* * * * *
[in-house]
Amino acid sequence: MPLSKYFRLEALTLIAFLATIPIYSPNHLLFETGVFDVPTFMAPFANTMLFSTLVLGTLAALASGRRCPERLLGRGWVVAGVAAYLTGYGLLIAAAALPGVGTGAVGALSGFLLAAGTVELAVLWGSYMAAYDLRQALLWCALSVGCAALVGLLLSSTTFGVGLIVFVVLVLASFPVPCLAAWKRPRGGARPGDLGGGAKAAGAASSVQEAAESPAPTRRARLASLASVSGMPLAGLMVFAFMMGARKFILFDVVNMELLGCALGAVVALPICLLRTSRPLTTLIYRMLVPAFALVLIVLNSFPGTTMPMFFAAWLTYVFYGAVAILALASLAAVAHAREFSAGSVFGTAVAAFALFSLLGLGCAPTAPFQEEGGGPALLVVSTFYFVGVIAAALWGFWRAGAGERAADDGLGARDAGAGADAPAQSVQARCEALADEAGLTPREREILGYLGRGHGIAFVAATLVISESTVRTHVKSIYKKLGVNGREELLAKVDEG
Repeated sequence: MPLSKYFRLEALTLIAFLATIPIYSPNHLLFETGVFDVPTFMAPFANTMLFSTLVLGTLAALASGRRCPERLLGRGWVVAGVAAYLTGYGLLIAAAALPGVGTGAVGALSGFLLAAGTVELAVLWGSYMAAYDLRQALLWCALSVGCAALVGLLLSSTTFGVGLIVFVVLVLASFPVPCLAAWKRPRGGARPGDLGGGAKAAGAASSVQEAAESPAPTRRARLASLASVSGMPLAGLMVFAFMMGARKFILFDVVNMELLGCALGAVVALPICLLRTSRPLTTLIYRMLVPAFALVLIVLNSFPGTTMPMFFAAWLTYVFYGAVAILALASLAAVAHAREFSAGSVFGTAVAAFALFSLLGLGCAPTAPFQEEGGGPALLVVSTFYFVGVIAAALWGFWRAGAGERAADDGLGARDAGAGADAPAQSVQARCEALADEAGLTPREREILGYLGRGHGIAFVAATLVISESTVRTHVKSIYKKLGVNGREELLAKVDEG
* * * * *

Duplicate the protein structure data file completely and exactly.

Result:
[in-house]
Amino acid sequence: MPLSKYFRLEALTLIAFLATIPIYSPNHLLFETGVFDVPTFMAPFANTMLFSTLVLGTLAALASGRRCPERLLGRGWVVAGVAAYLTGYGLLIAAAALPGVGTGAVGALSGFLLAAGTVELAVLWGSYMAAYDLRQALLWCALSVGCAALVGLLLSSTTFGVGLIVFVVLVLASFPVPCLAAWKRPRGGARPGDLGGGAKAAGAASSVQEAAESPAPTRRARLASLASVSGMPLAGLMVFAFMMGARKFILFDVVNMELLGCALGAVVALPICLLRTSRPLTTLIYRMLVPAFALVLIVLNSFPGTTMPMFFAAWLTYVFYGAVAILALASLAAVAHAREFSAGSVFGTAVAAFALFSLLGLGCAPTAPFQEEGGGPALLVVSTFYFVGVIAAALWGFWRAGAGERAADDGLGARDAGAGADAPAQSVQARCEALADEAGLTPREREILGYLGRGHGIAFVAATLVISESTVRTHVKSIYKKLGVNGREELLAKVDEG
Repeated sequence: MPLSKYFRLEALTLIAFLATIPIYSPNHLLFETGVFDVPTFMAPFANTMLFSTLVLGTLAALASGRRCPERLLGRGWVVAGVAAYLTGYGLLIAAAALPGVGTGAVGALSGFLLAAGTVELAVLWGSYMAAYDLRQALLWCALSVGCAALVGLLLSSTTFGVGLIVFVVLVLASFPVPCLAAWKRPRGGARPGDLGGGAKAAGAASSVQEAAESPAPTRRARLASLASVSGMPLAGLMVFAFMMGARKFILFDVVNMELLGCALGAVVALPICLLRTSRPLTTLIYRMLVPAFALVLIVLNSFPGTTMPMFFAAWLTYVFYGAVAILALASLAAVAHAREFSAGSVFGTAVAAFALFSLLGLGCAPTAPFQEEGGGPALLVVSTFYFVGVIAAALWGFWRAGAGERAADDGLGARDAGAGADAPAQSVQARCEALADEAGLTPREREILGYLGRGHGIAFVAATLVISESTVRTHVKSIYKKLGVNGREELLAKVDEG